Let’s face it. Most Ikea office chairs are horrendous. They’re cheap, flimsy and not at all comfortable. However, the Ikea Markus office chair, priced at about $250, seems like an outlier.
It’s attractive, for sure.
It also ranked reasonably well in our ultimate office chair review. But is it a diamond in the rough some reviewers claim it to be, or a gimmick that pales in comparison with premium office chairs,like the $1,500 Haworth Fern? Let’s take a closer look.
|Modern Design. Much better-looking than its $250 price tag would suggest.||Cheap build. Definitely on the flimsy side. Better than most Ikea chairs but far from ideal.|
|Great Recline. Ideal for people who like to rock back during their workday.||Terrible Armrests. Not adjustable, too narrow and too hard.|
Reasons To Buy The Ikea Markus Office Chair.
Above: the Ikea Markus office chair looks better than most chairs in the $250 price segment.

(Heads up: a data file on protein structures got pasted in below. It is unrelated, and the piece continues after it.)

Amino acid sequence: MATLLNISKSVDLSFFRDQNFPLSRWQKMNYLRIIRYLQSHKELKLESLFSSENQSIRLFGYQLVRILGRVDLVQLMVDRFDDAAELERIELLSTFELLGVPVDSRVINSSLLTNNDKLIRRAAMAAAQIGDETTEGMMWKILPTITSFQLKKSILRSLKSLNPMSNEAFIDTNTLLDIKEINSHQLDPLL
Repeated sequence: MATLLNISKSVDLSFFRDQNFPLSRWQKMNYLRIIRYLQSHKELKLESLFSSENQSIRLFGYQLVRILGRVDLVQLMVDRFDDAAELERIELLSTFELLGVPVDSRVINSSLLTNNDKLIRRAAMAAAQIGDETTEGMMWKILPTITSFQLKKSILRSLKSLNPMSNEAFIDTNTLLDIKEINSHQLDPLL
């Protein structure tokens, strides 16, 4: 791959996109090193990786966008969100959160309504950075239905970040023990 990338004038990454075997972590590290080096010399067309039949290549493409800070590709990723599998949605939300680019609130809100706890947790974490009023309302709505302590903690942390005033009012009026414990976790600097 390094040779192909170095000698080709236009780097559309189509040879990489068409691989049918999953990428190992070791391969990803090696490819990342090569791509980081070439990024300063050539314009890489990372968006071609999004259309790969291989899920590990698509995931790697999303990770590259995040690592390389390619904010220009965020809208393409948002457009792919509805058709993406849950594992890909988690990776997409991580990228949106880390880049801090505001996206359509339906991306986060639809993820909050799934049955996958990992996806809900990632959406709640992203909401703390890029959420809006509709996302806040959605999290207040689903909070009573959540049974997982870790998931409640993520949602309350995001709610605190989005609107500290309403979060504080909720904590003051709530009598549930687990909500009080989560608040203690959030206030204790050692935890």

Right off the bat, the Ikea Markus office chair reassures with a 10-year warranty. This is very long compared with other office chairs in this price range.
While it’s an impressive warranty period, I wonder how many people would bother driving back to Ikea to make a warranty claim if something went wrong.
I bet a big proportion of customers would throw it out. Ikea knows this and factors it in its calculations.
Design-wise, the Markus chair is a visual treat. Whether you opt for the classic black or the pristine white colour, its design is sleek and modern.
The tall sculpted backrest exudes an air of sophistication and does a fantastic job of masking the chair’s budget-friendly nature.
Self-locking castors are an interesting (and rare) feature.
Above: the lockable castors are smooth. They’ll work on hard floors as well as carpet.
They ensure the Markus chair stays put when not in use, eliminating any concerns about unintended chair wanderings or wall collisions.
However, this does make manoeuvring the Ikea Markus chair more tricky, as it won’t move unless you sit in it first. A manual override would have been excellent.
Imitating the rocking motion of higher-end chairs like the Herman Miller Aeron, the Markus recline is both smooth and comfortable (unlike the awkward hip-thrust motion of cheaper Steelcase chairs, for example).